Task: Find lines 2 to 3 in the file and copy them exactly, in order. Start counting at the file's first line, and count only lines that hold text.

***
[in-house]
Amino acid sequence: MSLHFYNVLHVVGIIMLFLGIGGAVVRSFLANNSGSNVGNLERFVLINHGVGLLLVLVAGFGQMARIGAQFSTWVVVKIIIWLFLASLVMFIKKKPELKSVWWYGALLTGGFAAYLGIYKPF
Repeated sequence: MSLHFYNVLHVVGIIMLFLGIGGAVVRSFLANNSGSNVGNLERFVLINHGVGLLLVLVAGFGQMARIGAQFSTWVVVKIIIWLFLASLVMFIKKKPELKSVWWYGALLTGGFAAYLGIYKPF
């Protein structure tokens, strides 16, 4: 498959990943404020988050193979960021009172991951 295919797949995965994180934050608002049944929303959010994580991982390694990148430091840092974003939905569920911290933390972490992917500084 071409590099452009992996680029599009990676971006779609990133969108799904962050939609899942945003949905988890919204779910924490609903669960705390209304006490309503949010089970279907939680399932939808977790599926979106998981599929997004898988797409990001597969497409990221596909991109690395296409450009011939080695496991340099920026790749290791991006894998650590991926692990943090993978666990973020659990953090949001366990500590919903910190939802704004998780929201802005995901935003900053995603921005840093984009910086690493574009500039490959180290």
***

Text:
Amino acid sequence: MSLHFYNVLHVVGIIMLFLGIGGAVVRSFLANNSGSNVGNLERFVLINHGVGLLLVLVAGFGQMARIGAQFSTWVVVKIIIWLFLASLVMFIKKKPELKSVWWYGALLTGGFAAYLGIYKPF
Repeated sequence: MSLHFYNVLHVVGIIMLFLGIGGAVVRSFLANNSGSNVGNLERFVLINHGVGLLLVLVAGFGQMARIGAQFSTWVVVKIIIWLFLASLVMFIKKKPELKSVWWYGALLTGGFAAYLGIYKPF